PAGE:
Unlike, say, the Jewish Daily Forward, the newspaper of record among East European, Yiddish-speaking Jews, which sought to mediate and soften the distance between the Old World and the New, Aufbau found itself in the unenviable and unprecedented position of having to document Europe’s destruction. While most American newspapers underplayed or, worse still, ignored the plight of the Jews under the Nazis, Aufbau actively covered the ravages of Nazism and its incessant escalation. Loss as well as longing suffused its pages: loss of status, language, cultural moorings, family, home. Its pages were flooded with news, first of the indignities that awaited Jewish customers back home in Germany and Austria whose barbers refused to cut their hair and whose cobblers refused to fix their shoes, and then, as matters escalated, of impoverishment, deportation, ghettoization and the Final Solution.
Tonal shifts between the humdrum and the horrific characterized Aufbau’s pages, much as in the lives of its readers. Advertisements for Wiener Kaffeehaus Éclair, a distinctively Viennese Upper West Side café whose “sweet cakes,” it was said, “can also conjure up sweet memories,” appeared alongside instructions on how to send food packages to the DP camps. Classified notices for jobs as varied as accountants and furriers reared up alongside those for family members gone missing, an assemblage of which were a regular feature under the poignant title “Looking For.” Discussions of Jewish ritual celebrations figured on one page; detailed instructions on how to go about obtaining Wiedergutmachung, or reparations, on another. Obituaries reflecting on lives well lived gave way to excruciating lists of the vanished.
The accumulation of detail, which Schrag has painstakingly culled from the paper’s back issues, is stunning. Far more than the narrative that contains them, these particulars underscore the difficulties wartime and postwar Jewish refugees faced in reconciling the dual elements of their identity, or what editor Manfred George called “double vision”: “How German, how Jewish?”
Schrag, whose parents arrived in the United States in 1941, has scant interest in analyzing the back story, the goings-on at 2121 Broadway on the Upper West Side, where Aufbau maintained its offices, or the personalities of the many émigré writers who kept the publication afloat (Hannah Arendt, Stefan Zweig and even Thomas Mann appeared in its pages). Rather, he seeks to bring to life and plant the experiences of his parents’ cohort and neighbors squarely within the larger narrative of U.S. immigration history.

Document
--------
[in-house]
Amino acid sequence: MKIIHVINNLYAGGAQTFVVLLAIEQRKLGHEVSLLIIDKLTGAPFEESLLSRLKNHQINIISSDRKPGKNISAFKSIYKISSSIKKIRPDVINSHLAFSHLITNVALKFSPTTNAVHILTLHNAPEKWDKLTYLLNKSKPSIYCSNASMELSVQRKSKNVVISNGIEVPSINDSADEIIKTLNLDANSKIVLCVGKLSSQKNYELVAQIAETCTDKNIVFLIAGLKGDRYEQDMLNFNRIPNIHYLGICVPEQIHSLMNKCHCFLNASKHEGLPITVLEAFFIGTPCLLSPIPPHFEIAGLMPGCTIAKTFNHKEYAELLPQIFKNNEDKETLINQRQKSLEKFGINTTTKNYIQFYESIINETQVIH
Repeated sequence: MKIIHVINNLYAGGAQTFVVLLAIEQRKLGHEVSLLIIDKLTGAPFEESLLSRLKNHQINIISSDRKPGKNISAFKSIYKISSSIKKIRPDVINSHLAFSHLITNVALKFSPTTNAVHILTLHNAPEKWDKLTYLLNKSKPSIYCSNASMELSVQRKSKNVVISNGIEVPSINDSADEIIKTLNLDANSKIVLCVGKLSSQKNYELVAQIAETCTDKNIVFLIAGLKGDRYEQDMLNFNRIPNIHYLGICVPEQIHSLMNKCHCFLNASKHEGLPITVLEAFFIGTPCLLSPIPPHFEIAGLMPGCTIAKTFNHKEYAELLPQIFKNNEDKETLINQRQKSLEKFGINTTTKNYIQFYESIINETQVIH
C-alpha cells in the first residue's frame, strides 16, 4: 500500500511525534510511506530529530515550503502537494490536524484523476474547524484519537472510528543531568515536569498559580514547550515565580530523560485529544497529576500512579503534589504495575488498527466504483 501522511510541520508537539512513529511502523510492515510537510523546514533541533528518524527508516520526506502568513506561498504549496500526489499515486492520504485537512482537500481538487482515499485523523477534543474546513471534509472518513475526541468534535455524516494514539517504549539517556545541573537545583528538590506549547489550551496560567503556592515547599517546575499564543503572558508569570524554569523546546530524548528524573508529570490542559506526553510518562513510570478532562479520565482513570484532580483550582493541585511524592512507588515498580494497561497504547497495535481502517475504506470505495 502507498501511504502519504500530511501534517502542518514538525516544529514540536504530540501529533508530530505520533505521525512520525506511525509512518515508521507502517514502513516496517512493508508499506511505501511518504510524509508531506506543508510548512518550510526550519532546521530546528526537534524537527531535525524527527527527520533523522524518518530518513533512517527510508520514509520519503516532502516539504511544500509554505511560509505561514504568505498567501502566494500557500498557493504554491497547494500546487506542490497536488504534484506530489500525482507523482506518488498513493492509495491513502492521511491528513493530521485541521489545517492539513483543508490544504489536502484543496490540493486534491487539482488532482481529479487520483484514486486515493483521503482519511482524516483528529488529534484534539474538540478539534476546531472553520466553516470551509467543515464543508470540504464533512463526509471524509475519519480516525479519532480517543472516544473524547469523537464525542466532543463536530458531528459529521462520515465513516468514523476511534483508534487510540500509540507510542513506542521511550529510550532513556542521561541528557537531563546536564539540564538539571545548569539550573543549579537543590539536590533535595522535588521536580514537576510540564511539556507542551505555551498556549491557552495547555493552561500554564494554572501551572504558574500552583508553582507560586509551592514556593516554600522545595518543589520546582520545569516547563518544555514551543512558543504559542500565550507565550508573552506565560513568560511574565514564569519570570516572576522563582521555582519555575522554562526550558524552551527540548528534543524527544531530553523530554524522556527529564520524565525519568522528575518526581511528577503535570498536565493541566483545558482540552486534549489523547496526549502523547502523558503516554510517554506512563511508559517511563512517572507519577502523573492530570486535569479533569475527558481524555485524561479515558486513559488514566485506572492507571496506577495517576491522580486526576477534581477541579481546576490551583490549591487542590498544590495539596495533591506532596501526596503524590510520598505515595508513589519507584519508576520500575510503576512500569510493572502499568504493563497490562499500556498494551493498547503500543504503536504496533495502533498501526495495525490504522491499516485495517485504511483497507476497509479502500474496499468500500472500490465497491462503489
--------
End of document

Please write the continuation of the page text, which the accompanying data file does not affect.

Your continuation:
True, many members of that community went on to become household names: Arendt, Henry Kissinger, Dr. Ruth Westheimer and Max Frankel of The New York Times come readily to mind. What’s more, the refugees’ children, as Commentary magazine noted as early as 1951, “showed an unusual degree of adaptability” by quickly excelling in school (many at George Washington High School in Washington Heights) and subsequently leaving a profound mark on academic and public life. And yet, in Schrag’s estimation, the narrative sweep of this success story has not sufficiently taken hold of the American Jewish imagination. His book seeks to remedy that omission.
Fair enough. But relying exclusively on Aufbau to get at that larger story results at times in an airless, if solid, account. Now and again, one yearns for the kind of outside voices and contextual perspectives that enlivened two vivid, absorbing books about great newspapers: Gay Talese’s The Kingdom and the Power (about The New York Times) and Ben Bradlee’s A Good Life: Newspapering and Other Adventures (about The Washington Post). Then again, perhaps Schrag believed there was sufficient drama in Aufbau’s headlines and feature stories and the tumultuous history they chronicled without having to resort to tales of office intrigue.
A paean to a culture that is no more, The World of Aufbau leaves us with a heightened understanding of and appreciation for how a modest newspaper gallantly assumed the outsized burden of restoring hope and dignity to its deracinated readership, welding its members into what one of their number called a “community of fate” and another aptly characterized as the “right formula for acting as a link among German Jews everywhere.” That’s a lot to ask of any publication, but Aufbau more than lived up to its name. Translated into English, the word means “reconstruction.”
Jenna Weissman Joselit is the Charles E. Smith Professor of Judaic studies and professor of history at The George Washington University.